Pre-recording video segments can be a powerful livestream technique. In this article, we’ll tackle the pros and cons of this approach.
Before deciding, consider how pre-recorded content would work in your case. There are content and technical considerations for projects of any scope.
Gradient’s live video experience can help you create a successful hybrid event. Please contact us for further information on our live production services and capabilities.
Some events require highly specific messaging. Pre-recorded video segments are most useful when extra control is needed. In these cases, you afford more time and flexibility to nail highly choreographed segments or speeches. The messaging can be further refined through post-production, where communication errors can be removed or complex animations added.
Something that often necessitates pre-recorded video is scheduling and location conflicts. Certain projects may require input from presenters in other countries and different time zones, which can complicate scheduling a single live show. In these cases, pre-recorded segments allow everyone to participate regardless of location.
On the other hand, livestream presentations are innately appealing because of their spontaneity. Scripted, pre-recorded segments lose excitement, charm, and personality afforded through live video. When your content is highly scripted, you risk a robotic performance from non-trained actors. This removes random idiosyncrasies in presenter personalities that make a speech more engaging. Presenters also lose the ability to react to real-time information and action.
Cutting pre-recorded segments into a live show raises concerns about "continuity." In video production, “continuity” is the concept that each shot should be matching and unified to feel as though they are taking place in the same space at the same time. Discrepancies between two shots represents an error in continuity and breaks the viewer's immersion.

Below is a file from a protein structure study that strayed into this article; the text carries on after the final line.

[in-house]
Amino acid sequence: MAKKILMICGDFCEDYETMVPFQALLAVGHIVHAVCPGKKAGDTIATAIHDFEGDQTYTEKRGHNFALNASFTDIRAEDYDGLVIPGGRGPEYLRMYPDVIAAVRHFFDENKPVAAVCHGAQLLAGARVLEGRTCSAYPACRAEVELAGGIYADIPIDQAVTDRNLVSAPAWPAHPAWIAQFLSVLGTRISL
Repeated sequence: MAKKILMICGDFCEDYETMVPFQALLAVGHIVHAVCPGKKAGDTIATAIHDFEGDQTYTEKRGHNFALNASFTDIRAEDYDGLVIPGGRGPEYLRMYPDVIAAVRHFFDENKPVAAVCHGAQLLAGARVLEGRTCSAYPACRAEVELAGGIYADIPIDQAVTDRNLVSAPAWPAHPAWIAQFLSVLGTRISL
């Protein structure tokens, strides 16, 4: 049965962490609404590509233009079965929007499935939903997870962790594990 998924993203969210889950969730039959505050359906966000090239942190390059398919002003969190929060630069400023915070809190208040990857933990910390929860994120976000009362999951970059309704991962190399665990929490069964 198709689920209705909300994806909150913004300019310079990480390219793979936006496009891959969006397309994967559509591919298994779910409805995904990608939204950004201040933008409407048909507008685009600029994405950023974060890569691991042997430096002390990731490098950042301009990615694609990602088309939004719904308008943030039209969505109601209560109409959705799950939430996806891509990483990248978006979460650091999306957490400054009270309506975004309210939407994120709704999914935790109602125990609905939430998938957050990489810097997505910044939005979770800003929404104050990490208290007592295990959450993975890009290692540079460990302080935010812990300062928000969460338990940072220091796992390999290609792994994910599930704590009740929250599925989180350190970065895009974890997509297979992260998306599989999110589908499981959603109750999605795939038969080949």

If a segment is presented "as-live," meaning you're pretending it wasn't pre-recorded, you’ll have to take steps to ensure consistent common elements between segments. If you have any sudden changes in your production before you go live, like your speaker getting a haircut, your audience will catch this. The risk here is that these small continuity errors can damage your presentation's authenticity and your viewers' trust.
When Gradient produced JAB’s 2-day virtual investor conference, we were tasked with bringing together presenters worldwide during a single live event. In this situation, a pre-recorded segment was a perfect solution.
One notable example is a segment we produced with JP Morgan Chase CEO Jamie Dimon. Despite this production's broadcast control room and studio being in London, our talent was filmed in New York City in advance. This allowed us to accommodate his schedule without needing to fly him to London. The audience was informed in this example that this segment was "pre-recorded." So continuity didn't have to be strictly adhered to. In this scenario, to match the caliber of the talent, we upgraded the cameras to be more cinema focused.
In contrast, a segment we shot featuring Panera was presented "as-live." Our production personnel had to be especially conscious of all continuity elements, including camera types, lighting angles, and talent clothing. All of it had to be the same. The attention to detail described here allowed us to maintain the audience's suspension of disbelief and produce a seamless, integrated segment into the overall live conference.
Best Practices for Pre-Records
Create a detailed script for the segment and ensure the presenter is well-rehearsed. Work with your presenter to refine their delivery, timing, and hand gestures.
Ensure your talent is clear on whether the segment will be presented as-live to the audience. Remember the continuity between your live portions and pre-recorded video if you are shooting an as-live presentation. Use the same camera and audio equipment you’ll use during the live show so both will have similar production quality. If your presenter is doing multiple pre-recorded segments or featured during both live and pre-recorded segments, take note of their appearance for each part. They must wear the same outfit, have identical style and length hair, and have any other noticeable changes covered.
Have your Technical Director rehearse the transitions between live segments and pre-recorded videos to maintain a smooth flow. Use transition techniques such as fade-ins, fade-outs, or visual overlays to blend live and recorded segments.
Have a backup plan. If something goes wrong with your pre-recorded video during your livestream, be prepared with content to fill the time and address the content of the video. While you don’t want to rely on backups, it’s always the right decision to prepare for the worst.
Reach Out to Gradient About Live Events
With Gradient’s experience and knowledge in live video production, we can help you decide whether live video is right for your event and partner with you to create a memorable, professional livestream experience. Regardless of your content needs, Gradient delivers high-quality, memorable live events, whether fully live or with integrated pre-records.